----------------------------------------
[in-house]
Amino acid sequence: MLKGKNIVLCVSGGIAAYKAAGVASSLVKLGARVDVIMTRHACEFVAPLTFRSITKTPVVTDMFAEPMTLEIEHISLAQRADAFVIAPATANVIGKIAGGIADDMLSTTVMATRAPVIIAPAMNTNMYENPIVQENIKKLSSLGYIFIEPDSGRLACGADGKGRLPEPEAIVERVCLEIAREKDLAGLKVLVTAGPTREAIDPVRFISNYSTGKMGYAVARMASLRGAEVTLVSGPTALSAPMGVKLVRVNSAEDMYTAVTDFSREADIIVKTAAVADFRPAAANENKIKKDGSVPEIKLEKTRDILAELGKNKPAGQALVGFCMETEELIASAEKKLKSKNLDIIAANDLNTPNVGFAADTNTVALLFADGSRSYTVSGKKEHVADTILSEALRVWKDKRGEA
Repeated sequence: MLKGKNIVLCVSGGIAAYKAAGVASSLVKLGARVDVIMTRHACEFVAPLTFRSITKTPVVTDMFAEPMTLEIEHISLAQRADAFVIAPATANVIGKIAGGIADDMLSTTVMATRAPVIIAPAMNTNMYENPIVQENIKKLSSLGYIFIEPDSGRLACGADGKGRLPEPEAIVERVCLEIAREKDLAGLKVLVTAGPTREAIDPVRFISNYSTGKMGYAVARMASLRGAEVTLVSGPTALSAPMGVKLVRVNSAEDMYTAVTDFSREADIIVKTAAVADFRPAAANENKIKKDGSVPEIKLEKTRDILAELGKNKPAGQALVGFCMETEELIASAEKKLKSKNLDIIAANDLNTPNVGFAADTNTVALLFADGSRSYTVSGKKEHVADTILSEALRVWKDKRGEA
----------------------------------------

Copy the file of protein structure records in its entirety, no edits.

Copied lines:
[in-house]
Amino acid sequence: MLKGKNIVLCVSGGIAAYKAAGVASSLVKLGARVDVIMTRHACEFVAPLTFRSITKTPVVTDMFAEPMTLEIEHISLAQRADAFVIAPATANVIGKIAGGIADDMLSTTVMATRAPVIIAPAMNTNMYENPIVQENIKKLSSLGYIFIEPDSGRLACGADGKGRLPEPEAIVERVCLEIAREKDLAGLKVLVTAGPTREAIDPVRFISNYSTGKMGYAVARMASLRGAEVTLVSGPTALSAPMGVKLVRVNSAEDMYTAVTDFSREADIIVKTAAVADFRPAAANENKIKKDGSVPEIKLEKTRDILAELGKNKPAGQALVGFCMETEELIASAEKKLKSKNLDIIAANDLNTPNVGFAADTNTVALLFADGSRSYTVSGKKEHVADTILSEALRVWKDKRGEA
Repeated sequence: MLKGKNIVLCVSGGIAAYKAAGVASSLVKLGARVDVIMTRHACEFVAPLTFRSITKTPVVTDMFAEPMTLEIEHISLAQRADAFVIAPATANVIGKIAGGIADDMLSTTVMATRAPVIIAPAMNTNMYENPIVQENIKKLSSLGYIFIEPDSGRLACGADGKGRLPEPEAIVERVCLEIAREKDLAGLKVLVTAGPTREAIDPVRFISNYSTGKMGYAVARMASLRGAEVTLVSGPTALSAPMGVKLVRVNSAEDMYTAVTDFSREADIIVKTAAVADFRPAAANENKIKKDGSVPEIKLEKTRDILAELGKNKPAGQALVGFCMETEELIASAEKKLKSKNLDIIAANDLNTPNVGFAADTNTVALLFADGSRSYTVSGKKEHVADTILSEALRVWKDKRGEA